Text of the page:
Patients at risk of a heart attack could be denied vital tests and potentially life-saving operations under NHS plans to make £55m of budget cuts in an area in which four cabinet ministers are local MPs, the Guardian can reveal.
NHS organisations in Surrey and Sussex are considering restricting the number of patients who have an angiogram or an angioplasty – the insertion of stents to tackle blocked arteries – despite the evidence that both procedures reduce the risk of patients dying.
The disclosure came as senior Tory MP Sarah Wollaston, the chair of the Commons health select committee, urged ministers to scrap the “capped expenditure process” – the secretive cost-cutting regime which the NHS is imposing on 14 areas of England in a bid to save £500m – because it involves “draconian” cuts to services that will hit patient care.
“I don’t think that these extra cuts are reasonable. You can’t justify £500m to the DUP while taking another £500m out of the English NHS,” she told the Guardian.
“The kind of issues that are being discussed [in the 14 areas subject to the CEP] would involve draconian measures that would have an impact on public health and services. [And] I do have concerns about ultimately patient safety.”
Hospitals routinely use an angiogram to assess the health of a patient’s heart. The number of people in the UK undergoing angioplasty has risen eightfold since the early 1990s to almost 100,000 a year, reflecting its growing popularity as a non-invasive alternative to a heart bypass.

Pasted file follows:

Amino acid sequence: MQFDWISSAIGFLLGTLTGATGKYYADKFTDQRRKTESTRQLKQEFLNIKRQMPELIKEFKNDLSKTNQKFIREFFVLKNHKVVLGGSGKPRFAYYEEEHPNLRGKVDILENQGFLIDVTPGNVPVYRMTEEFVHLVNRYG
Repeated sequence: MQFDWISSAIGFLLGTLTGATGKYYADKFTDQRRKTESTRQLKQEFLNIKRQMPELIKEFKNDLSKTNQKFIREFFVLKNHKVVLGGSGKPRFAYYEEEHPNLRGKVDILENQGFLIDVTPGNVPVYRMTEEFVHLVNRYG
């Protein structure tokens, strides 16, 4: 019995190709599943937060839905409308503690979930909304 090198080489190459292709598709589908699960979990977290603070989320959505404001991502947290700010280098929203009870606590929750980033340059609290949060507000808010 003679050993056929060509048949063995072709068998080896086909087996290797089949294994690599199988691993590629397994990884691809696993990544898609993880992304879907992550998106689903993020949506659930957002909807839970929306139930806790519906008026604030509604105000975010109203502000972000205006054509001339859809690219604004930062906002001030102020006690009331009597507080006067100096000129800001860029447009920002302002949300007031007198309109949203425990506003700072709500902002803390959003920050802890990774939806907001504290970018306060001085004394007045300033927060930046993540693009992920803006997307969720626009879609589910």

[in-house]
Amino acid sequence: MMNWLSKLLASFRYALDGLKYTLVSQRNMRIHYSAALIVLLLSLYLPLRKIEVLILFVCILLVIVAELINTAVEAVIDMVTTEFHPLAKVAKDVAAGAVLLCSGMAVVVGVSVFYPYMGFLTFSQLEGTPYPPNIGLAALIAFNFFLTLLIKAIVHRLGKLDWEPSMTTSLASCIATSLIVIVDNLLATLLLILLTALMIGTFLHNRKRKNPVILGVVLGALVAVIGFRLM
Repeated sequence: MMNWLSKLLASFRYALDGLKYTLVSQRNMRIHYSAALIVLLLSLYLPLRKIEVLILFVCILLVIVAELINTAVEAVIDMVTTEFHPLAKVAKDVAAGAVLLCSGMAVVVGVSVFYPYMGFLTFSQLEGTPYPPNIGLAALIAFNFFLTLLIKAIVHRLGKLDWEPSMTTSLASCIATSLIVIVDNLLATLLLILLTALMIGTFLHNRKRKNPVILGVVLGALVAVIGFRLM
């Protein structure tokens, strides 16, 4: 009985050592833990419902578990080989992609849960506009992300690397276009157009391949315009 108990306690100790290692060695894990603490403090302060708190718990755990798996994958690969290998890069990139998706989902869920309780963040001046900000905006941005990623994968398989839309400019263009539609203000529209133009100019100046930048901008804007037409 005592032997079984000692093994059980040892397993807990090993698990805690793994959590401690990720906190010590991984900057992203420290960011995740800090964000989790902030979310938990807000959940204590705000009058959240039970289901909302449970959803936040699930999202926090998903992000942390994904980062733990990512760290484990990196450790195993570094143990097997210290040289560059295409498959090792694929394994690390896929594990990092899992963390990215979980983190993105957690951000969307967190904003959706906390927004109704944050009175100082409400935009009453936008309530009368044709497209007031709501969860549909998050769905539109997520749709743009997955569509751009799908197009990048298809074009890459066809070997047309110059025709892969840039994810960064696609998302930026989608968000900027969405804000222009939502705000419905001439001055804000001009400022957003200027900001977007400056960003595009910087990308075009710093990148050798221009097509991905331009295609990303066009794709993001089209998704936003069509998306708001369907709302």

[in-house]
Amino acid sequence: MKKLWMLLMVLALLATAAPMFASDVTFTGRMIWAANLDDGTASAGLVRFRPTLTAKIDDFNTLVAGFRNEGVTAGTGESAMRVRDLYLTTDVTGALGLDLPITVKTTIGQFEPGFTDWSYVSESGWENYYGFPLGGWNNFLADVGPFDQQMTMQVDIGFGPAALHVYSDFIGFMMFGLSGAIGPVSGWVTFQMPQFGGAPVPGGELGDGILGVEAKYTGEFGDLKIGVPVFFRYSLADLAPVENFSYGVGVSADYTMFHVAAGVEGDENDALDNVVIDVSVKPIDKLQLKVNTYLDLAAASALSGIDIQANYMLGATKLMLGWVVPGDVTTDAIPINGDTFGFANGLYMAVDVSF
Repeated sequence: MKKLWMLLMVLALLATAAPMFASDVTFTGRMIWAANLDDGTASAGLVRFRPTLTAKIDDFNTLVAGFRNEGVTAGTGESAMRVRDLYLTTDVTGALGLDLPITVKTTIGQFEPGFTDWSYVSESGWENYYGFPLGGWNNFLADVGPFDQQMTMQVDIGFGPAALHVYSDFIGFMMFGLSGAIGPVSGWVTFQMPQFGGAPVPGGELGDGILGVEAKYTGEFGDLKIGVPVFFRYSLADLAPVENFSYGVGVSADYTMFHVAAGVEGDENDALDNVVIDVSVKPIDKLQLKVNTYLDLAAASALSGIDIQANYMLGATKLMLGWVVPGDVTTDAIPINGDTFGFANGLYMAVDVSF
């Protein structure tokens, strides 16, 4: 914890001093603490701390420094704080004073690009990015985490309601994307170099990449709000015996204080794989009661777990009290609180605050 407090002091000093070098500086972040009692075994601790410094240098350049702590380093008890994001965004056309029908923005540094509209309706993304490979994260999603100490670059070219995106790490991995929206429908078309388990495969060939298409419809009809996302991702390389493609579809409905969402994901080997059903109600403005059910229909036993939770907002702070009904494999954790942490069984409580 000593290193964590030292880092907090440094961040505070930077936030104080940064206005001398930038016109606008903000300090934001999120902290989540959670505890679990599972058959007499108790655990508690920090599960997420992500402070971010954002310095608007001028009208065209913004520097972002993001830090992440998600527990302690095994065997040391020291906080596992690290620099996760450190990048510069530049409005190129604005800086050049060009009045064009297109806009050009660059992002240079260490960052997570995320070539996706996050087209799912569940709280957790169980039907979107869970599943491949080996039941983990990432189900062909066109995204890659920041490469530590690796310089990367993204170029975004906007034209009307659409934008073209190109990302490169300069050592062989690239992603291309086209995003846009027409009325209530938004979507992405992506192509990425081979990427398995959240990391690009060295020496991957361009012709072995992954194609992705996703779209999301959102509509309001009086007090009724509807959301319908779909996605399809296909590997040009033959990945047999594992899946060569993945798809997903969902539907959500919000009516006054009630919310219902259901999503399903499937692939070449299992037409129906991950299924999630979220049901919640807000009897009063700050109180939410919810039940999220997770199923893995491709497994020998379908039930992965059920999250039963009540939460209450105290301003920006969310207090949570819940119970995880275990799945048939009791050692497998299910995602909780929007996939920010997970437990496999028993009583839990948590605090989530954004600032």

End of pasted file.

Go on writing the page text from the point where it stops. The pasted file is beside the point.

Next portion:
Cutting the number of people who have either is one of a range of options which NHS bosses in Surrey and Sussex are considering in order to save £55m more under the CEP by March 2018 than the £106m of “efficiency savings” already agreed.
NHS bodies in Surrey and Sussex privately admit that fewer people will have those procedures as part of their plan to save the £55m by reducing “huge variation” in patients’ chances of having one, depending on which hospital they are treated at and which cardiologist they see. “We have to rationalise cardiac investigations and treatments. There’s variation of 60% to 70% between hospitals. We’re looking into why that is. Who in future won’t get an angiogram? That’ll be up to cardiologists,” said one senior doctor.
In future an unknown number of patients at risk of a heart attack will be monitored by “watchful waiting” rather than given an angiogram or angioplasty, the doctor explained.
Senior NHS sources in the area have disclosed that they are also being forced to consider proposals to:
- Ration knee arthroscopy operations, cataract removals and tonsillectomies
- Introduce “lifestyle rationing” so that patients who are obese and smoke will have to lose weight and stop smoking before they can have, for example, a knee replacement to treat their arthritis
- Shut beds or even whole wards in community hospitals
- Restrict patients’ access to hearing aids and IVF treatment
“We have been told to leave no stone unturned and think the unthinkable [in the quest to save the £55m],” one local senior NHS figure said, speaking anonymously.
Full story in the Guardian, 14 July 2017